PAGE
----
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Authors: Zampieri, Fernando G.
Salluh, Jorge I. F.
Azevedo, Luciano C. P.
Kahn, Jeremy M.
Damiani, Lucas P.
Borges, Lunna P.
Viana, William N.
Costa, Roberto
Corrêa, Thiago D.
Araya, Dieter E. S.
Maia, Marcelo O.
Ferez, Marcus A.
Carvalho, Alexandre G. R.
Knibel, Marcos F.
Melo, Ulisses O.
Santino, Marcelo S.
Lisboa, Thiago
Caser, Eliana B.
Besen, Bruno A. M. P.
Bozza, Fernando A.
Angus, Derek C.
Soares, Marcio
Title: ICU staffing feature phenotypes and their relationship with patients' outcomes: an unsupervised machine learning analysis
Keywords: Intensive care unit;Outcomes;Cluster analysis;Nurse autonomy;Stafng features;ICU organization
Issue Date: 2019
Publisher: Springer Open Choice
Citation: ZAMPIERI, Fernando G. et al. ICU staffing feature phenotypes and their relationship with patients' outcomes: an unsupervised machine learning analysis. Intensive Care Medicine, v. 45, p. 1599-1607, 2019. Disponível em: Acesso em: 30 jul. 2021.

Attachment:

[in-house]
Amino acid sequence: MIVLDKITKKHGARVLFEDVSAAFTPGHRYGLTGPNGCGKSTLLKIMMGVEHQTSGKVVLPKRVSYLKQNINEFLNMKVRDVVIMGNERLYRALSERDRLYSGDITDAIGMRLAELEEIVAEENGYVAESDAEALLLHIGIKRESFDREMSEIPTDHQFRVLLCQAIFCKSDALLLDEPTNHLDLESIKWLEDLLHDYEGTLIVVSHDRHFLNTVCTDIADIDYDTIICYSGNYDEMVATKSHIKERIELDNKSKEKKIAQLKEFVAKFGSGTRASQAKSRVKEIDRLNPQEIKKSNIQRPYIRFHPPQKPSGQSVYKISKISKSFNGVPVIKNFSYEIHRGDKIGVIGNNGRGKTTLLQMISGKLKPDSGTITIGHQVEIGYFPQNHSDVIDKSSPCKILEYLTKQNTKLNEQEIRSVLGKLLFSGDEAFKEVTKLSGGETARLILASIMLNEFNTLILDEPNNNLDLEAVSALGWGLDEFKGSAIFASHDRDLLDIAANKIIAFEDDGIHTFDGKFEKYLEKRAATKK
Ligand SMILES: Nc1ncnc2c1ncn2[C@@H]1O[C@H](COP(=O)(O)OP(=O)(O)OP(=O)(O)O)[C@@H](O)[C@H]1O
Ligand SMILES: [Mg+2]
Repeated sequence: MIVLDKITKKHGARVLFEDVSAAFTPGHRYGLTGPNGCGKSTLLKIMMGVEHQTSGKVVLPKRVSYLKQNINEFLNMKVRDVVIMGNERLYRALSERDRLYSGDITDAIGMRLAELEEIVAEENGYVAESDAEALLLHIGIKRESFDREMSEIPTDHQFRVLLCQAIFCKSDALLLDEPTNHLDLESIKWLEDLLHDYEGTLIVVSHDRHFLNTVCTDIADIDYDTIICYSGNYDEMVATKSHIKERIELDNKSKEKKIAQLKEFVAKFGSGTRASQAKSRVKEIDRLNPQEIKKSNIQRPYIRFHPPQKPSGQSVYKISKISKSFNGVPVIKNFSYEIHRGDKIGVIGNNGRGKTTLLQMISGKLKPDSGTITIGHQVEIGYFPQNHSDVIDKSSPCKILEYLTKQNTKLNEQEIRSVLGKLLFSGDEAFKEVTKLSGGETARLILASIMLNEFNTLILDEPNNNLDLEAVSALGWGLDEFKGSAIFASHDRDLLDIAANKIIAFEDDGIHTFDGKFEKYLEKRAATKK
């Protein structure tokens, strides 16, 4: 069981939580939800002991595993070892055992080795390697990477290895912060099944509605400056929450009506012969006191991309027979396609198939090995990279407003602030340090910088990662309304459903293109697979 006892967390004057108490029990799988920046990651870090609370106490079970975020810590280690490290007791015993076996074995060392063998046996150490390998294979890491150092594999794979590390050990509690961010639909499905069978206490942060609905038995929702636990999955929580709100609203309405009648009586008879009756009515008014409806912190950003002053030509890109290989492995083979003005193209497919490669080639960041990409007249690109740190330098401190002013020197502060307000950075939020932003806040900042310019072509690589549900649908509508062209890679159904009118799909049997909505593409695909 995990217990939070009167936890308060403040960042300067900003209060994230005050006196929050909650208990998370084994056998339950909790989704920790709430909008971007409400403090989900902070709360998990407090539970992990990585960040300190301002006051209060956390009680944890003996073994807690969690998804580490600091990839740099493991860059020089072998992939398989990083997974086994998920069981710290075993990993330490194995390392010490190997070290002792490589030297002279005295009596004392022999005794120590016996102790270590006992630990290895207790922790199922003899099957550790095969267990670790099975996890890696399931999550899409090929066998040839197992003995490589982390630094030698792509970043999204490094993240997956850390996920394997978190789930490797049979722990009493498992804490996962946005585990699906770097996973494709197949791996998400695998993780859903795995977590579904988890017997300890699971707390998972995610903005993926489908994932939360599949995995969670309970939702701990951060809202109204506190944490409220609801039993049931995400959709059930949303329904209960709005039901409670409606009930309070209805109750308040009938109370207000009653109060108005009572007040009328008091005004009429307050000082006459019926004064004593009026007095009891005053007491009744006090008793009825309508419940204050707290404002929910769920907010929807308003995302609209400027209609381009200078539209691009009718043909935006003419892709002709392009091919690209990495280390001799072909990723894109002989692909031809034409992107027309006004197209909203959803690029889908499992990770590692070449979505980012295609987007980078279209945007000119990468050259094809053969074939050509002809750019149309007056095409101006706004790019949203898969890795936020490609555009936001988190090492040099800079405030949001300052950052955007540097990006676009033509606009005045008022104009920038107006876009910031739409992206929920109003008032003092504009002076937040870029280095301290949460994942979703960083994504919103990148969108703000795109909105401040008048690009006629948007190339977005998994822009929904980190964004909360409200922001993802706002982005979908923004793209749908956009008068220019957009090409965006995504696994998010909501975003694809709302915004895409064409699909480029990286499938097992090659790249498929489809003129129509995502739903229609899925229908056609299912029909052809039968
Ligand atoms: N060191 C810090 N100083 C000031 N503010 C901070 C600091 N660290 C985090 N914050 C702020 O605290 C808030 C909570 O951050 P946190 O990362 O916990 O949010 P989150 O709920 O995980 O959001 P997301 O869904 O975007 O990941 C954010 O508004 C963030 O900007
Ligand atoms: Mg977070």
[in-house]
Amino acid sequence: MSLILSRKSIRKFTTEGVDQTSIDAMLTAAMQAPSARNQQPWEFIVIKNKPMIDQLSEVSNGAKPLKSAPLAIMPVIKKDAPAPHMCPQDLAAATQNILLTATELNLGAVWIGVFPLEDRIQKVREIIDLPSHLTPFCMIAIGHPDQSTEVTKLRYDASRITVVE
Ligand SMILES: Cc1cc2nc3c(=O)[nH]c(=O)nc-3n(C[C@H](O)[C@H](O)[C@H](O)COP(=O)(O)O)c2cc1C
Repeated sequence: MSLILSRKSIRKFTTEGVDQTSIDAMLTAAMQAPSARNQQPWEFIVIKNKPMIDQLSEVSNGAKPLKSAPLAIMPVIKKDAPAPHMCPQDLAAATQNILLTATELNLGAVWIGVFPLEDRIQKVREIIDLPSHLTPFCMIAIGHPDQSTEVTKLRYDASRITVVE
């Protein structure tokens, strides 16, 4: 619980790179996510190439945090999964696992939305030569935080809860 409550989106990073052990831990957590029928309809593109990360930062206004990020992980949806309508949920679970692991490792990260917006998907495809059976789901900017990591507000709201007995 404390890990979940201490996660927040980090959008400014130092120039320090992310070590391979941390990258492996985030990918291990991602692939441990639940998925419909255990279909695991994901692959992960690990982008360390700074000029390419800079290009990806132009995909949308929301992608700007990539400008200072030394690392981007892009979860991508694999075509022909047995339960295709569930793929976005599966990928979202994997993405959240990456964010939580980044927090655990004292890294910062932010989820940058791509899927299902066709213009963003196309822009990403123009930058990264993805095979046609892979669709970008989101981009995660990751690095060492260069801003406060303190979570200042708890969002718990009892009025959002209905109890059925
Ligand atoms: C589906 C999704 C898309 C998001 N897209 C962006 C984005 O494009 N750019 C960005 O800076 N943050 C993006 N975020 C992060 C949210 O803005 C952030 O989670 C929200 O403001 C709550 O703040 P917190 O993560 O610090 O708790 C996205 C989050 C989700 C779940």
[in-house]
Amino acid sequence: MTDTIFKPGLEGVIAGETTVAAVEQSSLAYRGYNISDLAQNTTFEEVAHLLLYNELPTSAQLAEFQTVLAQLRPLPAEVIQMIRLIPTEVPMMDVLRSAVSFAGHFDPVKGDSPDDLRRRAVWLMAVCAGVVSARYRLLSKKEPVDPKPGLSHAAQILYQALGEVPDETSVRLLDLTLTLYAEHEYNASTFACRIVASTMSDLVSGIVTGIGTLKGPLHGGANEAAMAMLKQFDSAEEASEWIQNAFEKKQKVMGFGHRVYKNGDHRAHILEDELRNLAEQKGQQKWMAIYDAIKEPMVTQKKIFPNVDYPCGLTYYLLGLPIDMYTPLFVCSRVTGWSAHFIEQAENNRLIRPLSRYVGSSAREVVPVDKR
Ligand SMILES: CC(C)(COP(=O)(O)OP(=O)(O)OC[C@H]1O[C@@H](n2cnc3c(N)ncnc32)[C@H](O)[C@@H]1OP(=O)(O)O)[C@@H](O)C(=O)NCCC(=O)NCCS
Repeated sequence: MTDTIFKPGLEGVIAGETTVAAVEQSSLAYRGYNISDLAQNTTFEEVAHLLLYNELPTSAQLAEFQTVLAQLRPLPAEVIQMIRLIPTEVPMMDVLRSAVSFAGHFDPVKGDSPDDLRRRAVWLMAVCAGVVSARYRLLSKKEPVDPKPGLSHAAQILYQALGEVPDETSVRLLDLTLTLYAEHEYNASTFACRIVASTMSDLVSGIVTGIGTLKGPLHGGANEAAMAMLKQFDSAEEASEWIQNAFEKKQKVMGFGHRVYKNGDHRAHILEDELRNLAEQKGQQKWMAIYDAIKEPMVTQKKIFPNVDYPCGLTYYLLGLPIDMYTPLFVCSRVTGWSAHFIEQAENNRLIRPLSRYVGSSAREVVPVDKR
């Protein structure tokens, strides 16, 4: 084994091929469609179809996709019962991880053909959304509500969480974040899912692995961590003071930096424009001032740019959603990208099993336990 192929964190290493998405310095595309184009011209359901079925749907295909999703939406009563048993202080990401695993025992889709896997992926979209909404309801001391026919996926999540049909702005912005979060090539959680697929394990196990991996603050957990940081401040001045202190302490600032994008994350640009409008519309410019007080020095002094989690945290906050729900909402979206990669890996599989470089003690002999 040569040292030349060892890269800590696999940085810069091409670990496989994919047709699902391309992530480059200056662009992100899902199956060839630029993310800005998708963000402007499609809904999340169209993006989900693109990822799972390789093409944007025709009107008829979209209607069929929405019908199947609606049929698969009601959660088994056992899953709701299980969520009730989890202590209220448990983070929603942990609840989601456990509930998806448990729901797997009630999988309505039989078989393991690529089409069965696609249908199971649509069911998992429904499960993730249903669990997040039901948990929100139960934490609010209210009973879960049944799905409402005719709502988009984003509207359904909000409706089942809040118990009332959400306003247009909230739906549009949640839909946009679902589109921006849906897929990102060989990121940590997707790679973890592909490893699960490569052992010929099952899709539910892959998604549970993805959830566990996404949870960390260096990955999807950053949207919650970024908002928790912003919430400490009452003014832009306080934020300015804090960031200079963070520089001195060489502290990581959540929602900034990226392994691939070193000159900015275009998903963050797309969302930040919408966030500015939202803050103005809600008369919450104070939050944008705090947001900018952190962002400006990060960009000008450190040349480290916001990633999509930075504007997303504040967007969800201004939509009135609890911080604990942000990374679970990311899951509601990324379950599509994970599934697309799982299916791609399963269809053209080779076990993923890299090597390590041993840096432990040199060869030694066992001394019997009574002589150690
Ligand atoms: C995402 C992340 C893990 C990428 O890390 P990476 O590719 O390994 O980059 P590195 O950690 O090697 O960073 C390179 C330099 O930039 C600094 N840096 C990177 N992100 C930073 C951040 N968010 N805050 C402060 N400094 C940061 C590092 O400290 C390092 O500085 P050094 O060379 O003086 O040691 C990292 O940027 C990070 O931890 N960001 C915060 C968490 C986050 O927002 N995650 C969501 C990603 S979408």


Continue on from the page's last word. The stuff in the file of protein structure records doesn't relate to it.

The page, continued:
Abstract: Purpose: To study whether ICU stafng features are associated with improved hospital mortality, ICU length of stay (LOS) and duration of mechanical ventilation (MV) using cluster analysis directed by machine learning. Methods: The following variables were included in the analysis: average bed to nurse, physiotherapist and physician ratios, presence of 24/7 board-certifed intensivists and dedicated pharmacists in the ICU, and nurse and physiotherapist autonomy scores. Clusters were defned using the partition around medoids method. We assessed the association between clusters and hospital mortality using logistic regression and with ICU LOS and MV duration using competing risk regression. Results: Analysis included data from 129,680 patients admitted to 93 ICUs (2014–2015). Three clusters were identifed. The features distinguishing between the clusters were: the presence of board-certifed intensivists in the ICU 24/7 (present in Cluster 3), dedicated pharmacists (present in Clusters 2 and 3) and the extent of nurse autonomy (which increased from Clusters 1 to 3). The patients in Cluster 3 exhibited the best outcomes, with lower adjusted hospital mortality [odds ratio 0.92 (95% confdence interval (CI), 0.87–0.98)], shorter ICU LOS [subhazard ratio (SHR) for patients surviving to ICU discharge 1.24 (95% CI 1.22–1.26)] and shorter durations of MV [SHR for undergoing extubation 1.61(95% CI 1.54–1.69)]. Cluster 1 had the worst outcomes. Conclusion: Patients treated in ICUs combining 24/7 expert intensivist coverage, a dedicated pharmacist and nurses with greater autonomy had the best outcomes. All of these features represent achievable targets that should be considered by policy makers with an interest in promoting equal and optimal ICU care.
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